What else prompted the book? Well, I was irritated by Richard Dawkins’ book Outgrowing God, published in 2019. Dawkins, admittedly, has rendered a service to the Christian faith and Church by showing what kind of God and what kind of Bible Christians don’t believe in. What a pity, though, that, as a former Oxford professor, he didn’t take the trouble to acquaint himself properly with that faith- for example, Christianity’s doctrine of creation - or with the fine biblical scholarship available these days. Few, if any biblical stories, are simple historical accounts of what happened. That goes for both the Old Testament and the New.

For all his brilliance as a scientist and writer, Richard Dawkins is becoming increasingly passe, as both scientists and theologians are observing. The world has moved on from his best-selling The God Delusion.  So I’ve permitted myself only a few brief references to him. But his shadow is there in one of the subtitles of my Chapter Four, ‘Growing Into God’.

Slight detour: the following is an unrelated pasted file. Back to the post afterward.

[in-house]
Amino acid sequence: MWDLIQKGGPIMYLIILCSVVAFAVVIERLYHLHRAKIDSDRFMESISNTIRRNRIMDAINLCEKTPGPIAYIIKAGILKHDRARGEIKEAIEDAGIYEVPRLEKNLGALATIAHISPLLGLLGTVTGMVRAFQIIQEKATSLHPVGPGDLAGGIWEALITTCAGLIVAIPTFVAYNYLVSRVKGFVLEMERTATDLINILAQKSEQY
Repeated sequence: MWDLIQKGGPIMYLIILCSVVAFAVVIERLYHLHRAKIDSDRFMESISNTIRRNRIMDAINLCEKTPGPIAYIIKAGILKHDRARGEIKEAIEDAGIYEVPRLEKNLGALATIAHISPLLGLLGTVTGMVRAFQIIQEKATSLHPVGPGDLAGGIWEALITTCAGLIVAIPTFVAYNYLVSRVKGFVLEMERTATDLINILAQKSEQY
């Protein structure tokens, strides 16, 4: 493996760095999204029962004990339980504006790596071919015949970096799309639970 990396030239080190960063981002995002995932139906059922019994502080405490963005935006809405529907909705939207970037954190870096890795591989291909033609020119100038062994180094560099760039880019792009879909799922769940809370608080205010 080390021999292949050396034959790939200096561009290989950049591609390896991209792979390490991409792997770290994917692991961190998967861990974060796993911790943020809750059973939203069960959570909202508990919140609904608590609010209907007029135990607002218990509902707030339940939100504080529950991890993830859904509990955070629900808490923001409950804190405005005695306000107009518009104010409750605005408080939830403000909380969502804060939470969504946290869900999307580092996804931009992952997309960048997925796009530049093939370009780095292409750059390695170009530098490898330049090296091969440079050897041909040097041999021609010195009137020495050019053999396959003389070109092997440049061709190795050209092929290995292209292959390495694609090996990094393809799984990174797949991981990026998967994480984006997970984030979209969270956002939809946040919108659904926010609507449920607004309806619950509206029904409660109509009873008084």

There has been another seminal influence on my thinking and writing – my marathon-running. My experience of the London Marathon, combined with a fresh reading of the New Testament, convinced me that becoming a Christian is best understood as ‘joining the human race’.

For this reason, I describe Jesus as ‘the ultimate human being’ -what St Paul’s otherwise puzzling reference to ‘the last Adam’ means. I attempt to correct other misunderstandings or misreadings of Paul. He is more human than we’ve been led to believe.